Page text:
The three forts of Fort George, Fort Augustus and Fort William, span the Great Glen of Albyn, which cuts the Scottish Highlands in two from coast to coast. The Great Glen has provided a natural highway for east to west communications from the earliest of times. The forts however were built by the government to pacify the Highlands during the period of Jacobite unrest and the subsequent rebellions which followed, between the late 1600’s to the mid 1700’s.
Following the Union of the Crowns of Scotland and England in 1603, there remained significant support for the Stuart monarchy in Scotland. Supporters of the exiled Stuart kings came to be known as Jacobites, from the Latin ‘Jacobus’ or James, the traditional first name of the Stuart kings. Jacobite unrest started almost immediately the Catholic James VII of Scotland, and II of England, had fled to France in 1688 to seek the protection of Louis XIV.
Fort William, which lies at the western end of the Great Glen, was the first of the forts to be built, constructed in stone around 1698. It withstood a siege during the Jacobite rebellion of 1745 and was subsequently used as the base for the hunt of Bonnie Prince Charlie. Little remains of the fort today as the town’s railway station was built upon the original site. Perhaps not the prettiest of towns, Fort William is now one of the Scotland’s main tourist centres and the West Highland Museum contains some excellent examples of Jacobite memorabilia. The areas surrounding Fort William however can only be described as stunning. From the snow topped towering mass of Ben Nevis to the classic, and the much filmed, great Glen Nevis, featured in both Rob Roy and Braveheart.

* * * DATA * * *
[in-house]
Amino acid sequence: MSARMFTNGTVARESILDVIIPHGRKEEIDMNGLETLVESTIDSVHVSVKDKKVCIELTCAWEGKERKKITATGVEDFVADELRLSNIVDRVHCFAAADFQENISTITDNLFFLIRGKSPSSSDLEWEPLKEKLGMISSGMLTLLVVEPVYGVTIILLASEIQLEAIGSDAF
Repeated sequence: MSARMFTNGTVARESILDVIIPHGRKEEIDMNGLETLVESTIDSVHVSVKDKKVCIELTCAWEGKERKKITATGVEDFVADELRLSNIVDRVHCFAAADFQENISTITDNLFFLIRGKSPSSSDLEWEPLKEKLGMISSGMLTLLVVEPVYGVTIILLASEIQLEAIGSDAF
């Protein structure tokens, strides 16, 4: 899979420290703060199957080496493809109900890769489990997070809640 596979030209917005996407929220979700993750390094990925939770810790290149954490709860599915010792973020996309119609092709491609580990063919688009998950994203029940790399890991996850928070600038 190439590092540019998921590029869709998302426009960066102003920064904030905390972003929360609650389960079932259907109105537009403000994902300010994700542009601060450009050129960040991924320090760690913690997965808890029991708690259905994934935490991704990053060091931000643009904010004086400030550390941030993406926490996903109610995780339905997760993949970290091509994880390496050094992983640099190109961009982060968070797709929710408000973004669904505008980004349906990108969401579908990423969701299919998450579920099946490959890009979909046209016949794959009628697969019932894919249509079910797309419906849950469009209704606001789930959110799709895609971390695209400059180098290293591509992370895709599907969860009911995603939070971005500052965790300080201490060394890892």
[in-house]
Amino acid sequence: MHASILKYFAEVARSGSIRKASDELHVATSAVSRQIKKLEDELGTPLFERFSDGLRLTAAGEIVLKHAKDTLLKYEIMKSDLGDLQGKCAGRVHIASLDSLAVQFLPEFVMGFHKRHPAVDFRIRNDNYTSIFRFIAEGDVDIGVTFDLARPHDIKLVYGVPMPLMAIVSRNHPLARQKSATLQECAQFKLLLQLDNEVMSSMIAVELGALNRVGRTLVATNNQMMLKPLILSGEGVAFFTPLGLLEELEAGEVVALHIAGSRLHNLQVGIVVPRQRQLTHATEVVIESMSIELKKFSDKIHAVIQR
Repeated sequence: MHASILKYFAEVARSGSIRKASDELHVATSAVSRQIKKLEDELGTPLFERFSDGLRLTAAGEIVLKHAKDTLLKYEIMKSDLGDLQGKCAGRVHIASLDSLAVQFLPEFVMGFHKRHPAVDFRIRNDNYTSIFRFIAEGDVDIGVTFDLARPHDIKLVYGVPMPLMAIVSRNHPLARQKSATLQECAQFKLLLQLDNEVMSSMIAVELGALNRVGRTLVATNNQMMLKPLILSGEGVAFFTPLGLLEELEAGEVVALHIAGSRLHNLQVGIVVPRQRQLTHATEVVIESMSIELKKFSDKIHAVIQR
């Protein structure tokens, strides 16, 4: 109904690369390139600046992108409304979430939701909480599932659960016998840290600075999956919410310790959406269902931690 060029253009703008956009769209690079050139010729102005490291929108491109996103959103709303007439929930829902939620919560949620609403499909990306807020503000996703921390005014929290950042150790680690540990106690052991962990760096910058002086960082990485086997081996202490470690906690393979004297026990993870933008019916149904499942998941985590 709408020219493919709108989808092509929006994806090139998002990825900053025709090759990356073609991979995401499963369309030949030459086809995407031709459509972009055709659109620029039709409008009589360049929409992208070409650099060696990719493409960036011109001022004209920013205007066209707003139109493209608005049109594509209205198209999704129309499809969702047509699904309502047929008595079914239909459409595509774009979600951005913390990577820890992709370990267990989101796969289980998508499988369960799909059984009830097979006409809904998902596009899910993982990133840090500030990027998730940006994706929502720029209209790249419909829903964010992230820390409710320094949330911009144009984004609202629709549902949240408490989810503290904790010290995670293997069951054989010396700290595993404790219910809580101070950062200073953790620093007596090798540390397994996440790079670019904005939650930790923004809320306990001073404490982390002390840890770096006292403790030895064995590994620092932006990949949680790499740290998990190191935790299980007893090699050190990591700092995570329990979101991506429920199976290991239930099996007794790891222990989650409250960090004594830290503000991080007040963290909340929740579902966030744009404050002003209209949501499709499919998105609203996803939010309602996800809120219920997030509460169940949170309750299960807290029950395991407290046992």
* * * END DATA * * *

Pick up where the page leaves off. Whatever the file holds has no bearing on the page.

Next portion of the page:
At the scenic southern end of Loch Ness now stands the village of Fort Augustus. Today, little remains of the original fort of that name as its parts were used in the construction of the Benedictine Abbey in 1876. The Abbey buildings still exist, however its community of monks left in 1998. Fort Augustus was built after the 1715 Jacobite uprising and was named after one of King George II sons, William Augustus. Ironically, it was that self same son who returned to the fort named after him thirty years later, and proceeded to destroy the entire ancient Highland clan system following his victory at the Battle of Culloden. Better known as the Duke of Cumberland, his brutal repression of the Highlanders earned him the nickname of ‘Butcher’.
Following the 1745 rebellion, the government ordered the construction of the massive Fort George, which stands proudly on a spit of land at the entrance of the Moray Firth, just 11 miles north-east of Inverness. It was the last of the three forts to be built and was eventually completed in 1769, by which time the Highlands were relatively peaceful. The fort was kept in use as a military barracks, as it is to this day, and remains virtually unchanged. Probably the finest remaining example of artillery fortification in Europe, the one mile of ramparts and the 42 acres they enclose, just have to be walked to be fully appreciated. Whilst on the ramparts keep a keen watch for the 100 or so bottlenose dolphins that call the Moray Firth home. Currently in the care of Historic Scotland.
The more energetic traveller can now enjoy the above sights at their own speed, with the opening of the 73 mile long Great Glen Way in 2002. This long distance footpath spans the Great Glen of Albyn from Inverness to Fort William, running along the banks of Loch Ness and towpaths of the Caledonian Canal.
How to get here:
Fort George: 11m NE of Inverness near the village of Ardersier on the B9006. Signposted from the A96 at the Gollanfield Junction
Fort Augustus: Fort Augustus is located on the A82, 33 miles from Fort William and 34 miles from Inverness.
Fort William: 65 miles south-west of Inverness, 105 miles north of Glasgow, 145 miles from Edinburgh (approx. 3 hours drive), 50 miles north of Oban
Castles in Scotland: Please follow the following link to view our interactive map showing the location of more than 100 Castles in Scotland.